The culture clearly values collaboration, indeed assumes it in some places (as we have each noted in entries elsewhere in the blog). Thus we can exist in a world where it is more than okay to ask for help, to give help, and to rely upon help to accomplish tasks. So, when we master a quest chain with help, we still feel success for ourselves. It is not diminished by the co-presence of helpful others. In fact, the experience is often enhanced by the presence of those who understand the challenge and have put shoulder to the wheel to help us.

The failures and unsuccessful moments are made less painful by the shared acknowledgement of difficulty. The only other situation I can think of like this is sport, where players know that on any given play or turn they too might chili dip the club face, throw an interception, hit into the net, or miss the unmissable slam-dunk...and it's *okay*. [picture of a bad day in STV]

Of course we learn and thrive and develop new identities of competent performance in this sort of environment. And, oddly, this does not preclude competition. It does not preclude assessment of performance. It does not preclude labeling of competence/skill levels. And everyone is *okay* with that.

Wow indeed.

p.s.
Hmmm, odd random thought... perhaps social gaming is inherently addicting because it is so forgiving and supportive. Most of us give up on things that are mean to us when we don't succeed in them. Hmmmm.

Saturday, July 08, 2006

Why are we playing, redux

Motivation was my point. We all have different counts in the categories. Yet, I think a category is missing.

I’m up in the WPL and Twink and I are killing . . . err . . . I long ago stopped paying attention to what I kill. I should, but I don’t. So, it’s an undead or it’s this or that. Really doesn’t matter to the simple mind of a dwarf warrior whose motto is, “Hit, rinse and repeat as required”

Well, we pull a large mob. And for the second time in as many hours, we are outnumbered and outgunned. I go to town trying to hold agro and Twink does whatever the hell he does behind me. I’ve played long enough with enough folks to see the difference skill makes. I’ve wiped on a mob this size with twice as many people. Yet, I know my jorb and Twink knows his and unlike me I suspect Twink knows my jorb as well.

And whenever I am about to die he gets my health up and if he doesn’t, I have the potion or the bandage ready. I watch his health and when it gets too low, I pull the baddie off of him or throw my own bandage on him. We both keep each other alive, though the credit is his far more to him than mine.

I think I probably have a style others have to conform to as opposed to compromise. Yet, I have always felt that was my jorb as a warrior. Aggro is my biddness and I get the first thwack regardless. How I hold it it and manage it is also my biddness, but this requires partners who understand that. I’m going to let some mobs chew on you while I chew up others, but I’m going to try and make sure they don’t chew you up too much.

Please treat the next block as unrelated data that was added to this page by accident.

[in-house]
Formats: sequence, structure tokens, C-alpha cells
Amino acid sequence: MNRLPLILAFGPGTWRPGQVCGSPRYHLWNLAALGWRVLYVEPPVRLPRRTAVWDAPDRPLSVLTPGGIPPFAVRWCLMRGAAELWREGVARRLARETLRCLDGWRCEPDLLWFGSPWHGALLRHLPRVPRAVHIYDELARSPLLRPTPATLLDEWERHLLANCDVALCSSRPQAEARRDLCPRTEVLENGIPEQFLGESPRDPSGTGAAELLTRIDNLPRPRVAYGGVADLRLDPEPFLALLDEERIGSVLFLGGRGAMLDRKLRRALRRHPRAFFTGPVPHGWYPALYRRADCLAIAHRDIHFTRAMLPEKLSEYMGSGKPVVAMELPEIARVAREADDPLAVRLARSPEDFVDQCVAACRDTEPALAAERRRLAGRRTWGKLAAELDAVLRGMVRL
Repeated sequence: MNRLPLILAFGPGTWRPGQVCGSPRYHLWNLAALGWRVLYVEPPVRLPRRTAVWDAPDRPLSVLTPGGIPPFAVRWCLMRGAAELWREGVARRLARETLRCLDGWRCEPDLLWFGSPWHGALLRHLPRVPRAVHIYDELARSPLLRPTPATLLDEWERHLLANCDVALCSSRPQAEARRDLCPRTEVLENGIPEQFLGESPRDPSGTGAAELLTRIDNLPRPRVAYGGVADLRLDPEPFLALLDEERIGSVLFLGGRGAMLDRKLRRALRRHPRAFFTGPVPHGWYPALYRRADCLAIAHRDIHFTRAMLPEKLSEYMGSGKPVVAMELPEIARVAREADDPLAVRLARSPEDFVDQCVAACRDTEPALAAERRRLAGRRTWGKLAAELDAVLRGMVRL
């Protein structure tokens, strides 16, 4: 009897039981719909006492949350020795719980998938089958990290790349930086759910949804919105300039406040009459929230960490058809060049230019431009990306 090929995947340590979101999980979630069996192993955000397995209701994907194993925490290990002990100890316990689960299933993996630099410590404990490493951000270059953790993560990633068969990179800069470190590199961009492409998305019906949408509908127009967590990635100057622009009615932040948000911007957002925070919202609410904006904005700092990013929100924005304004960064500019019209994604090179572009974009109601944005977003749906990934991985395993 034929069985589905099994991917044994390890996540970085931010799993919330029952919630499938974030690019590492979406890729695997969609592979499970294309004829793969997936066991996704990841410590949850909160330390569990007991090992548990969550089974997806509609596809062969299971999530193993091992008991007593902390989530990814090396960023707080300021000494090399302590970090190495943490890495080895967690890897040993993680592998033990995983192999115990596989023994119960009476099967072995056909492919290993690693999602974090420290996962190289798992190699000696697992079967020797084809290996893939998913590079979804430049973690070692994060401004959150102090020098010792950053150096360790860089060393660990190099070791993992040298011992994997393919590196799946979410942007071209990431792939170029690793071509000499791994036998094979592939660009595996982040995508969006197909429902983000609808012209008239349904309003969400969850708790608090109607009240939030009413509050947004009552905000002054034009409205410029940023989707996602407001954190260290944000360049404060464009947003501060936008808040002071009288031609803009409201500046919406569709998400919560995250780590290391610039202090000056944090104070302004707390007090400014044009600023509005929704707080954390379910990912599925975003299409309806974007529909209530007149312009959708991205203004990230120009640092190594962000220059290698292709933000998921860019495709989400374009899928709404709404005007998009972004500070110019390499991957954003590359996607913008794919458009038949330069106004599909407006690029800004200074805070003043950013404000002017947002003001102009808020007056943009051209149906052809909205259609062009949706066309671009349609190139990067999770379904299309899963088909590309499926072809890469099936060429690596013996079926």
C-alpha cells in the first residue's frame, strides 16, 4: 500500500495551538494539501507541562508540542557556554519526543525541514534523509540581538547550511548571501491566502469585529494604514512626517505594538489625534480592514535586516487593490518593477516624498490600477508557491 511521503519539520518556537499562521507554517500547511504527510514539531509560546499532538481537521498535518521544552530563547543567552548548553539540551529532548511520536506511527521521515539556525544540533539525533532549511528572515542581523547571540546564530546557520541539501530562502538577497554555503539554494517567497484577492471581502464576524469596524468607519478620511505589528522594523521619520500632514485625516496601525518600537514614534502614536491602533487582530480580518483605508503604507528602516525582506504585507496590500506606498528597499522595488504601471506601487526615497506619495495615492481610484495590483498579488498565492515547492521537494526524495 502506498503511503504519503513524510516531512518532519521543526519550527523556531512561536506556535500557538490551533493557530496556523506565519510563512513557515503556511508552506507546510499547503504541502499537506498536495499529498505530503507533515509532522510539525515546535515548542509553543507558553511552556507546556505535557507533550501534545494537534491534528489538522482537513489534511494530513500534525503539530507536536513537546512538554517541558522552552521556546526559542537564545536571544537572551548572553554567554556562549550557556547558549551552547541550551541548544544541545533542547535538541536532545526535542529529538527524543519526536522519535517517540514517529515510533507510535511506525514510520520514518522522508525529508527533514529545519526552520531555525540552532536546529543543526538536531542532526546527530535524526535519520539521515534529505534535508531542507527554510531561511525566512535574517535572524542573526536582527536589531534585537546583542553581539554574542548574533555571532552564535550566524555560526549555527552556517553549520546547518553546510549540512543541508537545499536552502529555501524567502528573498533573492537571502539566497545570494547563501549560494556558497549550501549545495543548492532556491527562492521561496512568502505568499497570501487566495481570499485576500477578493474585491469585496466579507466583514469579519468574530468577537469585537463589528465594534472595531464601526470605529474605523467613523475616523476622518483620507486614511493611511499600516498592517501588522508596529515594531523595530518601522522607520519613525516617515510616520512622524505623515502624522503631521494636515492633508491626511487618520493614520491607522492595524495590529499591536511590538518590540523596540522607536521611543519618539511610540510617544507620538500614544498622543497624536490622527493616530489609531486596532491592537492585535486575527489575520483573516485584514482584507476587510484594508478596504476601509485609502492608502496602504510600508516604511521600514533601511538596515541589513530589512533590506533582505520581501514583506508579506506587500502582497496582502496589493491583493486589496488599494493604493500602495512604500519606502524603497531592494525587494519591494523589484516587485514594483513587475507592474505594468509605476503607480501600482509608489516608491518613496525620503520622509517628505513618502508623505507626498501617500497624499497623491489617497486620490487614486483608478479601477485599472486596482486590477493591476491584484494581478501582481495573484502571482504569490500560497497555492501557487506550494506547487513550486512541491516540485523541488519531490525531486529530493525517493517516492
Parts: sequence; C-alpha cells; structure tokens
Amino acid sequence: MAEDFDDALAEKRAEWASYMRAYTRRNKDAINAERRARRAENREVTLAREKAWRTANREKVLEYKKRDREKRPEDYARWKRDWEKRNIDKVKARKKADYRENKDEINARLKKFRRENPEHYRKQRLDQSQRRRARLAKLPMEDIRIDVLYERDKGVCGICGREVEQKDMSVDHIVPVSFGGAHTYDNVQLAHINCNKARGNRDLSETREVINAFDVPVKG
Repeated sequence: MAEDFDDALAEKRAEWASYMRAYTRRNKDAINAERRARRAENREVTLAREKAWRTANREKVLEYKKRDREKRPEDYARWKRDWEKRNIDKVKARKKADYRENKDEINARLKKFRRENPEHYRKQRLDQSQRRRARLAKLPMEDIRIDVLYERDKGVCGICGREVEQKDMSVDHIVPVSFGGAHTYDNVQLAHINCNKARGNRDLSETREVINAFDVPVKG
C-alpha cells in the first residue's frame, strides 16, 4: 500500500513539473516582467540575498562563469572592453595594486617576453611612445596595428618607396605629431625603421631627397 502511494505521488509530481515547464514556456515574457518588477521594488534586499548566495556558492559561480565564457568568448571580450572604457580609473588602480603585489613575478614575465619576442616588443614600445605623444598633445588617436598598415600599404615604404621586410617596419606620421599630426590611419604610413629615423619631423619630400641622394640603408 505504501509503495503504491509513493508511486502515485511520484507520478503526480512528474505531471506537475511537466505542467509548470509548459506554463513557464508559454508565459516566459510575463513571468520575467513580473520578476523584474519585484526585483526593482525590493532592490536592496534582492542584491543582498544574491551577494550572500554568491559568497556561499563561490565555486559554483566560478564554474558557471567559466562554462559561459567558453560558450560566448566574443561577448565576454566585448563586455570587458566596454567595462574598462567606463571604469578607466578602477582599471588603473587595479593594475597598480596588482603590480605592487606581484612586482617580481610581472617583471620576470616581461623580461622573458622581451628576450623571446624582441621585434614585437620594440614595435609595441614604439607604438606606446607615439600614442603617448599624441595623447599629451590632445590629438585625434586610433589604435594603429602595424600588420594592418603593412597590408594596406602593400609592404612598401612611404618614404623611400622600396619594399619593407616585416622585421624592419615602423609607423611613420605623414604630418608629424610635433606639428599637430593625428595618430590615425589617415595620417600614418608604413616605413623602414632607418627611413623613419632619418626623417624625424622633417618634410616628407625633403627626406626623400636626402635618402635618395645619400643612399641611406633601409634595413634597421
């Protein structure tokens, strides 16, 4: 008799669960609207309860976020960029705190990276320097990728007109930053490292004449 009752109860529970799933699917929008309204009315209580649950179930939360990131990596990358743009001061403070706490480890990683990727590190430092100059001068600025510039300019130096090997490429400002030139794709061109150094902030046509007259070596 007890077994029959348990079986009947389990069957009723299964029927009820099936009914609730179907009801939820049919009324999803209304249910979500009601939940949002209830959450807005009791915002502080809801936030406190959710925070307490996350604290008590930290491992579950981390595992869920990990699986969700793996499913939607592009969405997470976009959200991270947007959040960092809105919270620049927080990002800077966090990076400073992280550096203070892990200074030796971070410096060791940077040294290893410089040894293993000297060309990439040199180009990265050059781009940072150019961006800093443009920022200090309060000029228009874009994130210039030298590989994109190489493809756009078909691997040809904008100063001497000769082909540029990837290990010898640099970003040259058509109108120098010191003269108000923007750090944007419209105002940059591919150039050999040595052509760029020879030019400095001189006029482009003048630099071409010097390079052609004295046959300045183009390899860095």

It is a bit of an exercise in juggling. And for someone who tries to avoid direct leadership, is also a challenge. And there is not a lot of time to talk once I’ve screamed, “Remember the Alamo” and plowed into a crowd committing the party to a course they might still be discussing the merits of. Again, have to have partners who find that charming and not caustically annoying.

Back to motivation . . . Twink and I take down the mob and both of us were on sliver of health here and there, but we came out the other side and the sparkly things over the dead bodies were as pleasing as any forth of July celebration. I do not think I could have survived that pull with any other player . . . and that is a motivation for me to play.

But Yee’s, “Relationship, Immersion, Grief, Achievement and Leadership” don’t really cover that for me. It touches on relationship and achievement, but it is somewhere in-between. Having someone to hi-five and go, “Dude!” and “Damn!” with and knowing that moment was ‘real-time’ and unique . . . that is a big motivation for me in the game, but not exactly covered in the list.

And Dude, Damn!

Thursday, July 06, 2006

Goodbye, so long, Night Shift

So Wednesday, I'm happily trailing along behind the rolling bloodbath that is Viamedia, when I get a whisper from one of the Night Shift members, asking me if I wanted to join that high level raiding guild...

Ok, I should back up.

Night Shift was my guild because it was OUR guild on Blackhand, and after we moved across and the Fellison/Gimpee drama happened, I stayed mostly because I felt beholden to Brudie for taking us under his wing. I knew I'd always be able to run with Hallgrima and Viamedia regardless of guild, but I don't like feeling like a social butterfly, so I figured, "love the ones you're with," and though I enjoyed running with Felli, figured it wasn't that big of a deal.

And in fact, that's proven itself out. I've mostly played with Hall and Via, as well as my IRL buddies here at the college. Occasionally I've run with Brudie, or other NS guildies, but mostly it's been pickup groups, or the SMASH crew. I know Eddiva's still poking around in NS, but she's got better time managment skills than me, so I don't see her very often, and the differential in levels has become a challenge to overcome. (As an aside, there's something real to study about what happens when IRL friends find themselves separated by their virtual level differences - It's not just a difference in toon ability, it's also a difference in IRL play experience and expertise. I'm so much more comfortable of withstanding a bad pull now than I was 3 months ago, and it's not just that the toon has more time before death.) But in general, the guild didn't matter much, and if you'd asked me, I'd have said that SMASH was my real guild.